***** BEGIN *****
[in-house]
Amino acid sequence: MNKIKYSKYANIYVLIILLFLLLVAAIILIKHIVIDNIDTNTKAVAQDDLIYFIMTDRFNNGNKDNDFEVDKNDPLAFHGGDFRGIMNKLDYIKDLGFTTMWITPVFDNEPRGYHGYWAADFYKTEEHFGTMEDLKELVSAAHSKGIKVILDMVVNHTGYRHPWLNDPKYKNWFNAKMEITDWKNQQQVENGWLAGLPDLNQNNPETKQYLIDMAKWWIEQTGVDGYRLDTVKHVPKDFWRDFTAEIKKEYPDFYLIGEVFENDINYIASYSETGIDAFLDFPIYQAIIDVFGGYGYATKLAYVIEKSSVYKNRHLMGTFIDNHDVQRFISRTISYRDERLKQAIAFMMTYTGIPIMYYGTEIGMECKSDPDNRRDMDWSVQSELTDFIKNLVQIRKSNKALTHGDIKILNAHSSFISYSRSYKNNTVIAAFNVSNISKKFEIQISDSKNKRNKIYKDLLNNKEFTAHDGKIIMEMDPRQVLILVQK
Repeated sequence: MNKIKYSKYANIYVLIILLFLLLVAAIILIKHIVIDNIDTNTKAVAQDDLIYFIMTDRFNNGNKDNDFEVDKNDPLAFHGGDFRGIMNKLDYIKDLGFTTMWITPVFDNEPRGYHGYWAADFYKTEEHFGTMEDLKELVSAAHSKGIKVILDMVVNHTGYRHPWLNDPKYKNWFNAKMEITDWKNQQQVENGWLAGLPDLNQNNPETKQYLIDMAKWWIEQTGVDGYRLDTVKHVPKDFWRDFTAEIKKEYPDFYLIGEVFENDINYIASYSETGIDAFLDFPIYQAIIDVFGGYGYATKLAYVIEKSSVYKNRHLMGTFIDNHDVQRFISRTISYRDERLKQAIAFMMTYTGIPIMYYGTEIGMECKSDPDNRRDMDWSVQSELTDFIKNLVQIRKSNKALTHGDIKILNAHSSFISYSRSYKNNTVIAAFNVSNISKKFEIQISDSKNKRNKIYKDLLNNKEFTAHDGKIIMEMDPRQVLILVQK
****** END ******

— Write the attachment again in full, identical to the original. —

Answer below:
[in-house]
Amino acid sequence: MNKIKYSKYANIYVLIILLFLLLVAAIILIKHIVIDNIDTNTKAVAQDDLIYFIMTDRFNNGNKDNDFEVDKNDPLAFHGGDFRGIMNKLDYIKDLGFTTMWITPVFDNEPRGYHGYWAADFYKTEEHFGTMEDLKELVSAAHSKGIKVILDMVVNHTGYRHPWLNDPKYKNWFNAKMEITDWKNQQQVENGWLAGLPDLNQNNPETKQYLIDMAKWWIEQTGVDGYRLDTVKHVPKDFWRDFTAEIKKEYPDFYLIGEVFENDINYIASYSETGIDAFLDFPIYQAIIDVFGGYGYATKLAYVIEKSSVYKNRHLMGTFIDNHDVQRFISRTISYRDERLKQAIAFMMTYTGIPIMYYGTEIGMECKSDPDNRRDMDWSVQSELTDFIKNLVQIRKSNKALTHGDIKILNAHSSFISYSRSYKNNTVIAAFNVSNISKKFEIQISDSKNKRNKIYKDLLNNKEFTAHDGKIIMEMDPRQVLILVQK
Repeated sequence: MNKIKYSKYANIYVLIILLFLLLVAAIILIKHIVIDNIDTNTKAVAQDDLIYFIMTDRFNNGNKDNDFEVDKNDPLAFHGGDFRGIMNKLDYIKDLGFTTMWITPVFDNEPRGYHGYWAADFYKTEEHFGTMEDLKELVSAAHSKGIKVILDMVVNHTGYRHPWLNDPKYKNWFNAKMEITDWKNQQQVENGWLAGLPDLNQNNPETKQYLIDMAKWWIEQTGVDGYRLDTVKHVPKDFWRDFTAEIKKEYPDFYLIGEVFENDINYIASYSETGIDAFLDFPIYQAIIDVFGGYGYATKLAYVIEKSSVYKNRHLMGTFIDNHDVQRFISRTISYRDERLKQAIAFMMTYTGIPIMYYGTEIGMECKSDPDNRRDMDWSVQSELTDFIKNLVQIRKSNKALTHGDIKILNAHSSFISYSRSYKNNTVIAAFNVSNISKKFEIQISDSKNKRNKIYKDLLNNKEFTAHDGKIIMEMDPRQVLILVQK